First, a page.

We travel (for pleasure, at least) to leave our world behind for a while. Still, bringing along the things we love most is often a good idea, whether they be family and friends, a beloved Chihuahua, or our jazz albums. Not long ago, portable audio meant big CD folders and boomboxes, so bringing Miles and Bird along with you on vacation wasn’t easy. But thanks to internet streaming and a new generation of super-portable audio products, getting great sound on the go today is hardly more difficult than playing a kazoo.
Because almost everyone carries a smartphone now, we have instant and affordable access through streaming services to almost every jazz album ever recorded. The challenge is how to hear the music while we’re in a hotel room in Chicago, on a plane from New York to Montreux, on a beach in Thailand, or anywhere else our travels happen to take us.
Sharing Your Sound
Although one easy solution for on-the-go sound is to travel with headphones or earphones, it’s not that much fun to walk around a hotel room with headphones on—and, of course, you can’t share your sound with your travelmates that way. So while headphones are a must in transit, once you’re settled, you’ll enjoy having a Bluetooth speaker with you.
Fortunately, the audio industry seems to have settled on a very practical basic design for Bluetooth travel speakers: a square enclosure measuring about four inches by four inches and about one-and-a-half inches thick, small enough to slip into any suitcase. Most of them incorporate a rubber strap that can attach them to a piece of outdoor gear, such as a backpack, bike, or beach chair.
I’ve tried most of these speakers, and my favorites are the $59 Tribit StormBox Micro and the $119 Marshall Willen. Both are IP67-rated, which means they can survive for 30 minutes under one meter of water, and they’re sealed against dust too. Both can play loud enough to fill a small hotel room or entertain a couple lounging on the beach. While both of them have a surprisingly full, satisfying sound, the Willen has clearer highs, stronger bass and cooler features, including a metal joystick that adjusts volume, skips tracks, and turns the unit on and off. It also stands upright, which the StormBox Micro can’t do. And every time I look at the Willen’s design, inspired by the classic Marshall guitar amps, I can’t help but feel John McLaughlin and Jimi Hendrix are traveling along with me, in a way.
If you’re renting a cabin or an Airbnb, though, you’ll probably want more volume. For a little over $100, you can get a speaker powerful enough to entertain a dozen people lounging around a patio but compact enough to fit easily in a duffel bag: Sony’s $129.99 SRS-XB33. At about 9¾ inches long and two-and-a-half pounds, it’s comfortably portable, yet it combines the dynamics needed for a Mike Stern fusion side with the delicacy required for a Bill Evans solo piano recording. Sony also makes an almost identical but larger version, the $249.99 SRS-XB43, if you want to amp up the volume even more, although at six-and-a-half pounds and not equipped with a carrying strap, it’s probably not something you’d want to take on an airplane flight.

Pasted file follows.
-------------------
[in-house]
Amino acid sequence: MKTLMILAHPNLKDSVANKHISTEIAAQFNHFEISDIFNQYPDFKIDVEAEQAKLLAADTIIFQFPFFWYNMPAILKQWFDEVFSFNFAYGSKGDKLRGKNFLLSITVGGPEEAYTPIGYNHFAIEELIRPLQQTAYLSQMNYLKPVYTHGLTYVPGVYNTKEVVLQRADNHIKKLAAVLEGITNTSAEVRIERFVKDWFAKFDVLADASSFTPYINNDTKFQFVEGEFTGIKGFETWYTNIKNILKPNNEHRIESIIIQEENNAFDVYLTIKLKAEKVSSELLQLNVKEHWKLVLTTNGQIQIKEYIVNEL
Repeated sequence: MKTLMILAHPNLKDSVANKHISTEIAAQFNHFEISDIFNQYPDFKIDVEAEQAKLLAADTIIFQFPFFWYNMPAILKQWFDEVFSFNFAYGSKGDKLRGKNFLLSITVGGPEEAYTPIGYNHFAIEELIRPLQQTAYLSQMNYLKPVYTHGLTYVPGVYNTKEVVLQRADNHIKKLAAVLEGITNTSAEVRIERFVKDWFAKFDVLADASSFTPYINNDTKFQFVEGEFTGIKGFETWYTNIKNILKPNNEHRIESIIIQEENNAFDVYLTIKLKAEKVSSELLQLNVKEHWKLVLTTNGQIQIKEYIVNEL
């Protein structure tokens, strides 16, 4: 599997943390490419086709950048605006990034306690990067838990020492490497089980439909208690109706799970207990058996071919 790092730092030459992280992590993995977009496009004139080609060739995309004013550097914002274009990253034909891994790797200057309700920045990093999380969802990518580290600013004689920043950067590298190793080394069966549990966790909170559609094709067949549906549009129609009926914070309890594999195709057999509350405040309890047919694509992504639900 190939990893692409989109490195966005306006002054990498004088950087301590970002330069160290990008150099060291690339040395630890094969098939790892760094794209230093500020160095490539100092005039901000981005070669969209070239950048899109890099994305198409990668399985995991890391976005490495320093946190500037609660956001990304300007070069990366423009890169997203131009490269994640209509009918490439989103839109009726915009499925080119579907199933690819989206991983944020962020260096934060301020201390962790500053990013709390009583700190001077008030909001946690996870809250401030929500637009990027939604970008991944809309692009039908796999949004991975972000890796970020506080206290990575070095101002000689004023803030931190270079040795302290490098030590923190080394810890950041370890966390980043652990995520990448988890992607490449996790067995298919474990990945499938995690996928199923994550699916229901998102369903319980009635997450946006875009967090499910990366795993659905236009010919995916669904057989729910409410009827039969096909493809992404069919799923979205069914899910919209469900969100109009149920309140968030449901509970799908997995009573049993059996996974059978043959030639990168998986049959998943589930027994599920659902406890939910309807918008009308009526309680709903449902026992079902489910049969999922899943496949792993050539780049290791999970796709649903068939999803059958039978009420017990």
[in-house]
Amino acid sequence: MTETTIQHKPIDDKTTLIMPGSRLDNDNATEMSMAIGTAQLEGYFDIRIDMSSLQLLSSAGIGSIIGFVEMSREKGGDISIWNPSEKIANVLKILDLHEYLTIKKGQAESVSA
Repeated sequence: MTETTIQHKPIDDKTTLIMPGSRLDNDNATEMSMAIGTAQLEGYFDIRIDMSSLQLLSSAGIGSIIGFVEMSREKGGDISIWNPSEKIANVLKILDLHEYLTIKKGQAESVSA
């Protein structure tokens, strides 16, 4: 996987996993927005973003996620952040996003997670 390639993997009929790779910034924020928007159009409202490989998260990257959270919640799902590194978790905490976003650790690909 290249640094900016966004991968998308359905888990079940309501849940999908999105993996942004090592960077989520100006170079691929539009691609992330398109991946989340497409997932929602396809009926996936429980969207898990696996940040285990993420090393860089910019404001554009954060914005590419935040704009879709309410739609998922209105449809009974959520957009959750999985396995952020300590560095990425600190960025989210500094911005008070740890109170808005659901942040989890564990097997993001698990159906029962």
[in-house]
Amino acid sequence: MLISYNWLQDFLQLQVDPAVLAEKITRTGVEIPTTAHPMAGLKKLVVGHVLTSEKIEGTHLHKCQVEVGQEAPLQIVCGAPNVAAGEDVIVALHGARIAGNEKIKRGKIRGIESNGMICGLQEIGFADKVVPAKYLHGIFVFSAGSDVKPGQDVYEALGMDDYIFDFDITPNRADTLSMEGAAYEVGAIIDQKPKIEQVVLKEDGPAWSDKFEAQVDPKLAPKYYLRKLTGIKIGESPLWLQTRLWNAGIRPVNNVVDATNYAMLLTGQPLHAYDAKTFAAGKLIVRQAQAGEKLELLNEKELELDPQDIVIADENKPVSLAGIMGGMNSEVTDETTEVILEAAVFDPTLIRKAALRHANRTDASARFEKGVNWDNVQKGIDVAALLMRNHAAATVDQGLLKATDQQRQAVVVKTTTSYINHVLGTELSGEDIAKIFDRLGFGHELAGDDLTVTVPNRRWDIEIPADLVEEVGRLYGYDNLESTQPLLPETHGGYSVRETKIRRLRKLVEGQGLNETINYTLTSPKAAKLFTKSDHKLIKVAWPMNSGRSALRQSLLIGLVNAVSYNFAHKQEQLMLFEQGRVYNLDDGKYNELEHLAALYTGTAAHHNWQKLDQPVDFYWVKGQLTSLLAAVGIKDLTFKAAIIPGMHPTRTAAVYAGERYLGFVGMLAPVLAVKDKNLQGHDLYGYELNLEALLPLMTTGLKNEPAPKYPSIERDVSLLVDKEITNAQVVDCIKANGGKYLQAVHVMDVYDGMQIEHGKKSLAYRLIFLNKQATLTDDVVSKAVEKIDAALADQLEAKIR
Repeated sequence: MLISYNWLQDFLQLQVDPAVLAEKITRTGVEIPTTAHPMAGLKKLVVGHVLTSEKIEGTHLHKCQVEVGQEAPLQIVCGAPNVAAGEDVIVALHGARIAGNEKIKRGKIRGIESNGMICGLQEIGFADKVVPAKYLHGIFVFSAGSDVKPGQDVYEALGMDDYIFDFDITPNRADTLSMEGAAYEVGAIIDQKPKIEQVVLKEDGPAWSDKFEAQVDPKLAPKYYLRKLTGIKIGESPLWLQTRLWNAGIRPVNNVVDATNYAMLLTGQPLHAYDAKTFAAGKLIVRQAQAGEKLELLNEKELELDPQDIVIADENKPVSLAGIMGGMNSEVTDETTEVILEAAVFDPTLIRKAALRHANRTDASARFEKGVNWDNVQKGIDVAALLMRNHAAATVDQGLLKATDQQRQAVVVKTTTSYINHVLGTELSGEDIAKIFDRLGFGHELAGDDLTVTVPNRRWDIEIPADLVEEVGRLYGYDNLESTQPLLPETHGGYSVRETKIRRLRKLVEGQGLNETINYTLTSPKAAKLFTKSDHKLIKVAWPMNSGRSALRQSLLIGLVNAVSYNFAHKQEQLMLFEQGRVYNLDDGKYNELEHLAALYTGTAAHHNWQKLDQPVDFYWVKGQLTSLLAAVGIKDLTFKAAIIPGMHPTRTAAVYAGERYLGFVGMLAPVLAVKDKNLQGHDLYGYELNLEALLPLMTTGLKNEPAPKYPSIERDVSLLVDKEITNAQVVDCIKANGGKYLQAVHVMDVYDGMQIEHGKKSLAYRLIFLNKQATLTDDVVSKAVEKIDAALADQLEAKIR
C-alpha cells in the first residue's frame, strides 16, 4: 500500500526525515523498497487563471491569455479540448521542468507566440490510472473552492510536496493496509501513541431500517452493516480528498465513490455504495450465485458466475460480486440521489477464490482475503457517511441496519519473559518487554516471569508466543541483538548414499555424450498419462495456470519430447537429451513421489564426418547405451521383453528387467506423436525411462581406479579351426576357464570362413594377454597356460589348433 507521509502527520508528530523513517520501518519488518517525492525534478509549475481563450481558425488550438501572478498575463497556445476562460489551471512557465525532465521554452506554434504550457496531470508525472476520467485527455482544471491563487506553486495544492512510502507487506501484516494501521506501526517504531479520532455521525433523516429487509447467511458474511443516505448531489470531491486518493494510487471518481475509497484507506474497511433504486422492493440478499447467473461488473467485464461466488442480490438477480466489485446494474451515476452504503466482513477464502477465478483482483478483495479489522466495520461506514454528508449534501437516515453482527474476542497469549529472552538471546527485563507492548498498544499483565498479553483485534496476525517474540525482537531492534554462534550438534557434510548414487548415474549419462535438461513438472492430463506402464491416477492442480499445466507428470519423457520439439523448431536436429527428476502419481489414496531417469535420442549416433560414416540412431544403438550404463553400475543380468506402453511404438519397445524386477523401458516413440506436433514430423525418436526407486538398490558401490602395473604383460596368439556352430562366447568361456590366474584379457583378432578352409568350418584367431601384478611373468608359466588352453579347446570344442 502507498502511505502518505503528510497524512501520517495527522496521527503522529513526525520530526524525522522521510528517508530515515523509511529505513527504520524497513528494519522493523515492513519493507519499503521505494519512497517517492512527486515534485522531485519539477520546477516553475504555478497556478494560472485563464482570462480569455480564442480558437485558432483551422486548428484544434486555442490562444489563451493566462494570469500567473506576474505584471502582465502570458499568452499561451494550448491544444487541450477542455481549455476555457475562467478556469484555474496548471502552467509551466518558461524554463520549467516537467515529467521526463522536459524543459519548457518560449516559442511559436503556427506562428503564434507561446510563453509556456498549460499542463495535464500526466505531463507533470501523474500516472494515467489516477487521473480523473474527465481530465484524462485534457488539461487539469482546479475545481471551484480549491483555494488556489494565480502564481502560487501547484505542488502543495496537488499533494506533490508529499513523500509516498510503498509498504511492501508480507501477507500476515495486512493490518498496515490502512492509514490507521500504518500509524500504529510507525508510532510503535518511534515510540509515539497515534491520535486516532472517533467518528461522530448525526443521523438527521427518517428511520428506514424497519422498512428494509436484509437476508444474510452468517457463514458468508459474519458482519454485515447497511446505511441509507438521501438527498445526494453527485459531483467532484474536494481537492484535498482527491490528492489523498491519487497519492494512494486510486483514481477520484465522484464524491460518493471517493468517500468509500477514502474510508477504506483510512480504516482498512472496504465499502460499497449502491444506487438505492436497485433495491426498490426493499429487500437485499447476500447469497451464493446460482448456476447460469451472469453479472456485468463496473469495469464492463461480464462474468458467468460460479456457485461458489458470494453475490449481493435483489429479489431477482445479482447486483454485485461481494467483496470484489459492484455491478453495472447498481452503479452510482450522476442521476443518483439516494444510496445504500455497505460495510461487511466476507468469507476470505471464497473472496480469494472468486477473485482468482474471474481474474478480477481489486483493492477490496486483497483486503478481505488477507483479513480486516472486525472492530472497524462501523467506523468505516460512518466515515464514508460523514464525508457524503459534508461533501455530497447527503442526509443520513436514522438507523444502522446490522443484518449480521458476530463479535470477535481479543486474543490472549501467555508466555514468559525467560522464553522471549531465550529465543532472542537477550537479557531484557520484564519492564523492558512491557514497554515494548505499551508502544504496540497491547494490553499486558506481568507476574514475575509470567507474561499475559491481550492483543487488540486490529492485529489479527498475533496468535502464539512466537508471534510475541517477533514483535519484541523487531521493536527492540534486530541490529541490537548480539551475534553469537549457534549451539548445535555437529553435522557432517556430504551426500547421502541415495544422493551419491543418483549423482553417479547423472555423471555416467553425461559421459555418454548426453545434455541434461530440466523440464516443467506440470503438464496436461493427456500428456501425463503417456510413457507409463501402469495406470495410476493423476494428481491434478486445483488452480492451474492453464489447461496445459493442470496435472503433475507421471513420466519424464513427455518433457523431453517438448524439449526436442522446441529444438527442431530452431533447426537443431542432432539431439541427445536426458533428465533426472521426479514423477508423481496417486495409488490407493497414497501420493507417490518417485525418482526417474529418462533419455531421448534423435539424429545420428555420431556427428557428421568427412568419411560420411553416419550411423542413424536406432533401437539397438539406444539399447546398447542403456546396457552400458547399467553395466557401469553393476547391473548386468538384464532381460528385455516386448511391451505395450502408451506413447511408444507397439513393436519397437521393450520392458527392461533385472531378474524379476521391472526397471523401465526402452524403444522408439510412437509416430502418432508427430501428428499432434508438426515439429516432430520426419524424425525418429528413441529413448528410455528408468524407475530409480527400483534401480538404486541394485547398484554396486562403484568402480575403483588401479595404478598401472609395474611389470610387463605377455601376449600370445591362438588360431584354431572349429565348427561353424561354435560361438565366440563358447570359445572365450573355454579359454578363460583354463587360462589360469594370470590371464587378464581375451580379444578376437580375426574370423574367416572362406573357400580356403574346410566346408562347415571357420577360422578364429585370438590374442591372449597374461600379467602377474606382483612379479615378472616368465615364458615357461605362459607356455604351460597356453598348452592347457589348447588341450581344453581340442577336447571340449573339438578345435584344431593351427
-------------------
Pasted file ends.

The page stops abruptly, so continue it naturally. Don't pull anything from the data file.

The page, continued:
Notching Out the Noise
Unfortunately, no Bluetooth speaker will do you much good when you’re actually in transit. For that, you’ll need a good set of headphones or earphones—and if you’re flying, you’ll probably want something with noise canceling, because standard headphones and earphones can do very little to block the monotonous, bassy droning emanating from jet engines.
Until recently, the big names in audio had the best noise-canceling technology under tight patents, often leaving smaller companies unable to offer any kind of technology worth paying for. More recently, chipmakers such as Qualcomm have started to build noise canceling into their integrated circuits, making the technology available to everyone at much lower prices. Take, for example, the $129.99 Soundcore Life Q35 headphones or the $69.99 1More PistonBuds Pro earphones: Both have noise canceling that’s competitive with that of any other headphones or earphones on the market. You can hear all the details of intimate acoustic recordings, such as the live tracks from Cécile McLorin Salvant’s Dreams and Daggers, without having to crank the volume up. That’s a particular blessing when you’re stuck in the back of the plane, where the engine noise is usually the loudest.
Even if you’re trying to pack as light as possible, it’s a nice idea to have a couple of these products with you, no matter where you’re going—because there’s nothing like a great bebop side to lift your spirits when a summer rainstorm forces you back into your hotel room.
What’s an IP Rating?
When shopping for portable audio products, you’re sure to see IP ratings, such as IPX4 or IP67. IP stands for “ingress protection.” The first number rates protection from foreign objects, such as dust. (If there’s no rating for this, the manufacturer uses an X.) The second number is the moisture resistance. A web search will tell you the details, but basically, the higher, the better.